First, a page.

To determine how close a cod needed to come to a lobster in order to elicit sound production, we measured the distance between the lobster and the cod each time a lobster vibrated (12 lobsters exposed to 12 cod). Out of all the sound events recorded, 74.6±6.6% took place when cod were within 0.5 m of a lobster (Fig. 3). Of these responses, 51.9±7.8% occurred when fish were closer than 0.3 m. It should be noted that fish did not have to come into contact with lobsters in order to elicit sound production and typically sound production was not accompanied by any other displays or aggressive interactions (Fig. 1).
Lobster responses to fake fish
In order to determine whether lobsters perceive the presence of a fish using vision (in contrast to odors or sounds), we exposed lobsters to repeated approaches by a plastic fish. During three trials with three different lobsters, vibrations were produced during 39.4±2.1% of the approaches. Moreover, as with real fish, all vibrations occurred when the plastic fish was moved to within 0.5 m of the lobster.
Fish responses to carapace vibrations
To determine how the waterborne component of the carapace vibration affected fish, comparisons were made between fish–lobster interactions that elicited a sound (from trials with lobsters known to vibrate) and fish interactions with control lobsters that did not make a sound. It should be noted that the banded lobsters did not typically display or express a threatening posture in response to an approaching fish, and often lobsters did not even turn around before producing a sound in response to a fish approaching from behind (Fig. 1). Rather, our data indicate that it was the sound produced by the lobster, and not any other noticeable behavior expressed by the lobster, that caused fish to almost instantaneously move away from lobsters after they vibrated.
The effect of lobster sound production on cod was evaluated by comparing the distance between fish and lobsters 2, 4, 6, 8 and 10 s after a sound was produced (from 5 sound-producing lobsters, a subset of the 12 total lobster–cod trials) vs when no sound was produced during a fish–lobster interaction (5 control lobsters) (Fig. 4). For the analysis using control lobsters that did not produce a sound, measurements were initiated from the time when fish came within the 0.3 m area of influence of the lobsters, which is when ‘soniferous’ lobsters typically produced a sound. The distance cod swam away from lobsters was significantly greater following a sound event compared with trials when sounds were not produced, at latencies of 4, 6 and 8 s (unpaired Student's t-tests; 4 s: t=2.35, d.f.=8, P=0.047; 6 s: t=2.43, d.f.=8, P=0.041; 8 s: t=2.18, d.f.=8, P=0.05), but not at 2 and 10 s. The results at 10 s were likely due to the limitations imposed by the size of the test tank (diameter 1.82 m), because fish would swim away and then, after reaching the other side of the tank, would begin to circle back towards the lobster again. Overall, cod moved further away, faster, from lobsters that made sounds than from lobsters that did not. These results indicate that cod probably found the carapace vibrations and associated sounds produced by lobsters to be aversive.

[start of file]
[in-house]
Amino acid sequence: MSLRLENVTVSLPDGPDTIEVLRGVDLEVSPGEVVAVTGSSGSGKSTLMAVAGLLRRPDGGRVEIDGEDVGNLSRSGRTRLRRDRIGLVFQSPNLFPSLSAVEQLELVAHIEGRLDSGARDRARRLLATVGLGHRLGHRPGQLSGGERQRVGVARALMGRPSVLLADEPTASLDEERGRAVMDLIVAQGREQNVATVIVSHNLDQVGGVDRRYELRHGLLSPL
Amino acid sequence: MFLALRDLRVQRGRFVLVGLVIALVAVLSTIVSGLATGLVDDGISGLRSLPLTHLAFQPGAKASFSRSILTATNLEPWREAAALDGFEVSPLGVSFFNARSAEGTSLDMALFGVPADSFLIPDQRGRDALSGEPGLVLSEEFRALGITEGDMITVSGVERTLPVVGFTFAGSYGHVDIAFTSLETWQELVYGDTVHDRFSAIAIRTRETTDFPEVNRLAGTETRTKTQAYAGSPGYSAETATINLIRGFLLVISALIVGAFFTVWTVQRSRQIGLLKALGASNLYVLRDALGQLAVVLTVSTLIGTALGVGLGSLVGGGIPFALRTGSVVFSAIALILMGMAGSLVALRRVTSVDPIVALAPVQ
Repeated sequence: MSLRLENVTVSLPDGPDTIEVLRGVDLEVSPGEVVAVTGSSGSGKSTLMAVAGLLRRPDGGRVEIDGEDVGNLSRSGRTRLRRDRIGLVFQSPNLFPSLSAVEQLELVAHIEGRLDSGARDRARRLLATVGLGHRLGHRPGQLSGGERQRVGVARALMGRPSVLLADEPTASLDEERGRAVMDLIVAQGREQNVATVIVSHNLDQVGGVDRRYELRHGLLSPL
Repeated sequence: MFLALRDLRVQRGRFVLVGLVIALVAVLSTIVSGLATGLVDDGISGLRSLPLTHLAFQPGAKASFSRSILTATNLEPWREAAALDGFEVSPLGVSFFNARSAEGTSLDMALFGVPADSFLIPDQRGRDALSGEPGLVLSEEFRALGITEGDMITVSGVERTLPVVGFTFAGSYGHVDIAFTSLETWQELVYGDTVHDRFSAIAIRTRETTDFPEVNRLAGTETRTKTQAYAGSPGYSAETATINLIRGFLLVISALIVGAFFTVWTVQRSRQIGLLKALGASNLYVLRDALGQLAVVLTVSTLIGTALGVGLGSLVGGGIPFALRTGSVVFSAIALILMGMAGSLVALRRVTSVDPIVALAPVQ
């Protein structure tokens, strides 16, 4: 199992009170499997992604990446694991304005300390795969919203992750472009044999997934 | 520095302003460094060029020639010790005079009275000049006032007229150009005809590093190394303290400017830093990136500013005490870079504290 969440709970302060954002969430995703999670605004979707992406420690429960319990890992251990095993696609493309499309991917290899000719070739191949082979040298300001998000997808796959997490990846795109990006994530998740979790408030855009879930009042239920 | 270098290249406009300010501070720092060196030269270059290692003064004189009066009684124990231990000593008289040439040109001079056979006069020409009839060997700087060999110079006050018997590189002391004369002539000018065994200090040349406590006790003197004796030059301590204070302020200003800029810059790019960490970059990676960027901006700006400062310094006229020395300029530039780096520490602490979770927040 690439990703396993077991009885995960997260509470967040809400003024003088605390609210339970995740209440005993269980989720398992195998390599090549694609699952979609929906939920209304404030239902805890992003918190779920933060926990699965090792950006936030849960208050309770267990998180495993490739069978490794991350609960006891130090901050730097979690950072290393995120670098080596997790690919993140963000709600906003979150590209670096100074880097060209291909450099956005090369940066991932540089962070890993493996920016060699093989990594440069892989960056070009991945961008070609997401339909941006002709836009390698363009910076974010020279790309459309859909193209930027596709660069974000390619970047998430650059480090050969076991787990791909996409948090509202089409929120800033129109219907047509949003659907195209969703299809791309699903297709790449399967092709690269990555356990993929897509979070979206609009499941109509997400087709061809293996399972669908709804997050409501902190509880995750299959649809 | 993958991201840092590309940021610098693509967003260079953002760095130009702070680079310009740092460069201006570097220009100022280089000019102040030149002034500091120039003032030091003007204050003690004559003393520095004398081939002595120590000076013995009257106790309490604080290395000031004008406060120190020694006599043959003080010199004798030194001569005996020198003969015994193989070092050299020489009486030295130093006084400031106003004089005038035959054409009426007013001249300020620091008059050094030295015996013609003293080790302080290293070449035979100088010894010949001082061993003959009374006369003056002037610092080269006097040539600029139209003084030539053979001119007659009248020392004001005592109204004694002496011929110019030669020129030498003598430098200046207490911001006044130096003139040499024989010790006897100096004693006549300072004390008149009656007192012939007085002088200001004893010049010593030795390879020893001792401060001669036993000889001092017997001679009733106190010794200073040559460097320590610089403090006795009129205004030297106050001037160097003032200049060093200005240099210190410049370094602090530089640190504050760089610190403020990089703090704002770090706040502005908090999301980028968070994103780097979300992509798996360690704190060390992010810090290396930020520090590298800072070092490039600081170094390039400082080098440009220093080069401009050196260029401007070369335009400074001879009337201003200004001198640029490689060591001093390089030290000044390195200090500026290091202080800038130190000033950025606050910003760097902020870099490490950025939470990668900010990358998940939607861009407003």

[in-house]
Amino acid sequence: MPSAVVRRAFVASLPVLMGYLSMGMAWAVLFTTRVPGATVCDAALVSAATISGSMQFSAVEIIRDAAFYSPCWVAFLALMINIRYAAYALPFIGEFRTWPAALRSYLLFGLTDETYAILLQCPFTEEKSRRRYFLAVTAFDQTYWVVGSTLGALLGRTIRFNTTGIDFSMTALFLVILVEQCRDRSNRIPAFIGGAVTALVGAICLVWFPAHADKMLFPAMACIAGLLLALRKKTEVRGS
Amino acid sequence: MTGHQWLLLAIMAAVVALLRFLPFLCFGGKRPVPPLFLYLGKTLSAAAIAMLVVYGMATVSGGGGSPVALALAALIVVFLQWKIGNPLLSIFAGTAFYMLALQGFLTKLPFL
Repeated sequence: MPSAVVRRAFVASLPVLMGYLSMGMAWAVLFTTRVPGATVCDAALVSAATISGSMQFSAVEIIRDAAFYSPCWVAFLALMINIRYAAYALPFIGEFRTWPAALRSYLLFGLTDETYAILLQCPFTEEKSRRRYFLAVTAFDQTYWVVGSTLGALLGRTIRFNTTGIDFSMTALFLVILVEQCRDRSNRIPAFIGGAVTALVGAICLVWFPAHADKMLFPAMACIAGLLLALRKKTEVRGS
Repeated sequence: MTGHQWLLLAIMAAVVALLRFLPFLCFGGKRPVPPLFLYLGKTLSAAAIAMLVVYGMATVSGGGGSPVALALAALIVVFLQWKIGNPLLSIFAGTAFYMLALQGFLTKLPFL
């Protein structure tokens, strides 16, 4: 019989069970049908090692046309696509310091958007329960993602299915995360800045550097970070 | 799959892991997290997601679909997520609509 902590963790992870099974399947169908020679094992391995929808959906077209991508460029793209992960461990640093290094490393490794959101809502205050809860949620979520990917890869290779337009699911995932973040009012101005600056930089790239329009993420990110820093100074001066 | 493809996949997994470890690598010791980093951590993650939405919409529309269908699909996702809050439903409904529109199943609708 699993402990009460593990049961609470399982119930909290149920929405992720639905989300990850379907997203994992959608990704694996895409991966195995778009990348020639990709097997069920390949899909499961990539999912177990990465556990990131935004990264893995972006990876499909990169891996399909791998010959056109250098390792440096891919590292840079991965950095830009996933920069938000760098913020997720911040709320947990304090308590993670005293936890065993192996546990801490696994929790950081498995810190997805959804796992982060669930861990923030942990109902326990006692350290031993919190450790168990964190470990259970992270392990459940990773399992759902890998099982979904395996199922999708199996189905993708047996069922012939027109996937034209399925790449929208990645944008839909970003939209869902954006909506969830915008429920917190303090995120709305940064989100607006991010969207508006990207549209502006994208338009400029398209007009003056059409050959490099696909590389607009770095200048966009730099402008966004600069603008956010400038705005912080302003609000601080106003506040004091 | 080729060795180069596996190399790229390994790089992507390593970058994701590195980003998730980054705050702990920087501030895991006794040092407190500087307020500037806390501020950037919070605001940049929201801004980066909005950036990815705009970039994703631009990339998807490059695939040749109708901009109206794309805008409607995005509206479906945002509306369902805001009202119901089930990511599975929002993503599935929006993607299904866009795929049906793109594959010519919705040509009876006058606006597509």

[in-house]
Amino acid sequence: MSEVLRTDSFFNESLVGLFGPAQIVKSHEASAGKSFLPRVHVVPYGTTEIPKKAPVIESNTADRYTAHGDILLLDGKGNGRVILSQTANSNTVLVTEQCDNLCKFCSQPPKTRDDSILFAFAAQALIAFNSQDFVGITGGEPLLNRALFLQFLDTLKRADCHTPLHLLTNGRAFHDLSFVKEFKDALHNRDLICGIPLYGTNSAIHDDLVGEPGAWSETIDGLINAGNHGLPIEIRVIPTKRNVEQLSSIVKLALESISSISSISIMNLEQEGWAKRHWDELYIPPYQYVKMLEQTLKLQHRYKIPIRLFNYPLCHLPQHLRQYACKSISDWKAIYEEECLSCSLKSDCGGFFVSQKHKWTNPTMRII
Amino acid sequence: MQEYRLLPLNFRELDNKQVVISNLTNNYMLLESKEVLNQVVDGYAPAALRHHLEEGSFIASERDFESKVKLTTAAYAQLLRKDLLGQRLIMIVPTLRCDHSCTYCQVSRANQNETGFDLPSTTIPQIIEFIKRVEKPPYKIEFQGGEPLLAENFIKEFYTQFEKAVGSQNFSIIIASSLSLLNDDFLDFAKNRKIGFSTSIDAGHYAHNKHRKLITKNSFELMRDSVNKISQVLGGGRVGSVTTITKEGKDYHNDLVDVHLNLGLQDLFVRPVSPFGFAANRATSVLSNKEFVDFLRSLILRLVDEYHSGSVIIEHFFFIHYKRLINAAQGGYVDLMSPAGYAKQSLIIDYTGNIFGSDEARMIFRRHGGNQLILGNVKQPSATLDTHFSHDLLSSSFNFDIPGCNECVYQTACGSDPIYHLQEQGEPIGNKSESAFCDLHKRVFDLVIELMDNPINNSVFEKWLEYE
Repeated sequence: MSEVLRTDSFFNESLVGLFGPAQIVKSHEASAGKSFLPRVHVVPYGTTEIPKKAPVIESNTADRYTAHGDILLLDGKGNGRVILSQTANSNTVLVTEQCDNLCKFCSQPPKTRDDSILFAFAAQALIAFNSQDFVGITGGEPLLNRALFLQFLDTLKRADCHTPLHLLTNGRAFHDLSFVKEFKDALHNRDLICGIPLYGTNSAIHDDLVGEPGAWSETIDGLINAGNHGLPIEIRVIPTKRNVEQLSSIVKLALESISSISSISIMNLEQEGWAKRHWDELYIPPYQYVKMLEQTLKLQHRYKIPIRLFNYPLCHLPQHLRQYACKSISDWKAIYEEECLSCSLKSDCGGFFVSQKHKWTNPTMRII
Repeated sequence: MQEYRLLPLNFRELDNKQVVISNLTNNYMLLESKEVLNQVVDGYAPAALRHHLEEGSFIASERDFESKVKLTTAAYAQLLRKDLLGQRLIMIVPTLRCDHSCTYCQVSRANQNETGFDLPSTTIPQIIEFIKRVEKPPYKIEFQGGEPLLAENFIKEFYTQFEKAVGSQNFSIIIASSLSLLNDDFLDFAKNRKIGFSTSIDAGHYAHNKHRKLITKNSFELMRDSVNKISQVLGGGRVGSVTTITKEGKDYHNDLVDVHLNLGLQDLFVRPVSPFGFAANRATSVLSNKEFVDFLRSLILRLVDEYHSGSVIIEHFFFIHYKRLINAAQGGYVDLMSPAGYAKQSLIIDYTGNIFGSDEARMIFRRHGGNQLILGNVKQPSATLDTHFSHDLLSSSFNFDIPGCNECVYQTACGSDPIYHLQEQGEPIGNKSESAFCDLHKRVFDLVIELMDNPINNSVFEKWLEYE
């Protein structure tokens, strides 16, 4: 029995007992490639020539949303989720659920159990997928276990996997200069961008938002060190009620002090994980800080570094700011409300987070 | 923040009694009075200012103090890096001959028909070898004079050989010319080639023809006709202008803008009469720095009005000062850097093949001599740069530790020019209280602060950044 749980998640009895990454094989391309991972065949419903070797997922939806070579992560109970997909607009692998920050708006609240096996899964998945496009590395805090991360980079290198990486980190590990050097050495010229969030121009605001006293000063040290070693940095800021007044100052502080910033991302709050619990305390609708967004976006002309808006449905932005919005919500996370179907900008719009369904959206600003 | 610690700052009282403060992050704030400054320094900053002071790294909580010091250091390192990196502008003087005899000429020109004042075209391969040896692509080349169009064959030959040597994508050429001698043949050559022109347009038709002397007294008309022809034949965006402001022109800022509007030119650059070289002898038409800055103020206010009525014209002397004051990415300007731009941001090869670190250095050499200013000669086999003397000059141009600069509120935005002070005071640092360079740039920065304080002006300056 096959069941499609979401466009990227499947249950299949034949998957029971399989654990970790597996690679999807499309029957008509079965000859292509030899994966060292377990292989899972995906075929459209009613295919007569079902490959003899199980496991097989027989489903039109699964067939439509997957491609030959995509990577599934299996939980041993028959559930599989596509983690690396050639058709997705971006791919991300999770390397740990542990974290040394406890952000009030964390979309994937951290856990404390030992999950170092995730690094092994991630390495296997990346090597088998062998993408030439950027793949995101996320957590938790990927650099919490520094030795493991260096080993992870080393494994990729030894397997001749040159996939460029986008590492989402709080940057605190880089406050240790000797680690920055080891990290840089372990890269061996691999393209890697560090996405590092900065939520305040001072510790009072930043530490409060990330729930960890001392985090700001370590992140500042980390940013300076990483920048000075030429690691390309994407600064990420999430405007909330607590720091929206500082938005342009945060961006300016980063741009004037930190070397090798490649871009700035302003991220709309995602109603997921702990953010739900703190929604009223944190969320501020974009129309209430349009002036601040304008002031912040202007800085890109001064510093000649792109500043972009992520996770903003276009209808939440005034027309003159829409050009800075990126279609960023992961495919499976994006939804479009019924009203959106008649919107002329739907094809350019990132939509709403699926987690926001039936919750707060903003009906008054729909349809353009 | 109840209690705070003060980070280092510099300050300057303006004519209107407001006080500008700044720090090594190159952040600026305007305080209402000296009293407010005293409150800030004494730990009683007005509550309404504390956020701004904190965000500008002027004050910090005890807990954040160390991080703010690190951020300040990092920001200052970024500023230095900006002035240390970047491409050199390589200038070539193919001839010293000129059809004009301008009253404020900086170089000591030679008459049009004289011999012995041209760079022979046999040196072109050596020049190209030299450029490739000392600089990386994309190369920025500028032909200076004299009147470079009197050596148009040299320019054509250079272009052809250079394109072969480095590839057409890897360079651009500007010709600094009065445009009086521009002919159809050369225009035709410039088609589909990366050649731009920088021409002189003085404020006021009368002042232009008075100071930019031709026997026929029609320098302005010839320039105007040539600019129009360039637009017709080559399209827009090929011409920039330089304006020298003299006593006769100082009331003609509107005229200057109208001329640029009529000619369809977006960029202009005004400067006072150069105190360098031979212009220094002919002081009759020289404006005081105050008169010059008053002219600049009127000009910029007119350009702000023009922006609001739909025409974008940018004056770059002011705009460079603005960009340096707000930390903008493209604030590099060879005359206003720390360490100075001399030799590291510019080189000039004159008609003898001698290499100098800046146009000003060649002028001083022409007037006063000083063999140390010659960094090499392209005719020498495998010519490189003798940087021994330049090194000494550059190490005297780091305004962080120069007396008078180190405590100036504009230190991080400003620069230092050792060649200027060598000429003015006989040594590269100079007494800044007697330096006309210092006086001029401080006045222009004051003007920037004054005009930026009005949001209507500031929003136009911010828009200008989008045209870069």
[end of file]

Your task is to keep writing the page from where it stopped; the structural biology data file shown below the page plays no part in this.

The sounds produced by lobsters had a short-term impact on both species of fish, causing them to rapidly move away, and also a long-term effect on just the striped bass. Striped bass and cod tended to swim around the tank in a circle when no lobster was present in the tank (Fig. 5B,D). However, after several experiences with the sounds produced by a vibrating lobster, striped bass subsequently avoided them (Fig. 5A,C). As a result, the amount of time the striped bass spent within 0.5 m of the lobsters (if they came closer than 0.5 m the lobsters would make sounds) tended to decrease during the course of a trial. For example, when a sound-producing lobster was in the tank the three striped bass spent 3.79% of the time within 0.5 m of the lobster, whereas when no lobsters were present they spent >10% of the time within the same area of the tank.
This long-term change in behavior was not apparent in the cod. Cod continued to approach lobsters even after lobsters produced sounds and, as a result, lobsters produced more sounds per 30 min in the presence of cod than in the presence of striped bass (which explains the data shown in Fig. 2). We should note that our findings concerning the long-term change in the behavior of the striped bass are only based on the responses of three striped bass and therefore additional studies are recommended in order to confirm these data.
Although it is known that American lobsters are capable of detecting sounds (Fish, 1966) and producing sounds (Henninger and Watson, 2005), the adaptive significance of sound production in this species is unknown. In other lobster species, and a wide variety of other animals, acoustic signals are often used to deter predators. In this study we demonstrated that the close proximity of a potential fish predator, or fake fish of a similar size, significantly increased the probability that a lobster would produce carapace vibrations and associated sound pulses. In addition, in response to these sounds, both cod and striped bass immediately moved away from the lobsters and, at least in the case of striped bass, avoided further approaches after experiencing several of these acoustic signals. Therefore, it seems likely that some American lobsters may use acoustic signals to deter potential fish predators. However, further studies are necessary in order to determine whether lobster sounds actually reduce the likelihood that lobsters will be attacked and eaten by predatory fish. For these studies it would be necessary to use larger fish, and smaller lobsters, so that the fish would be capable of successfully attacking and consuming the lobsters.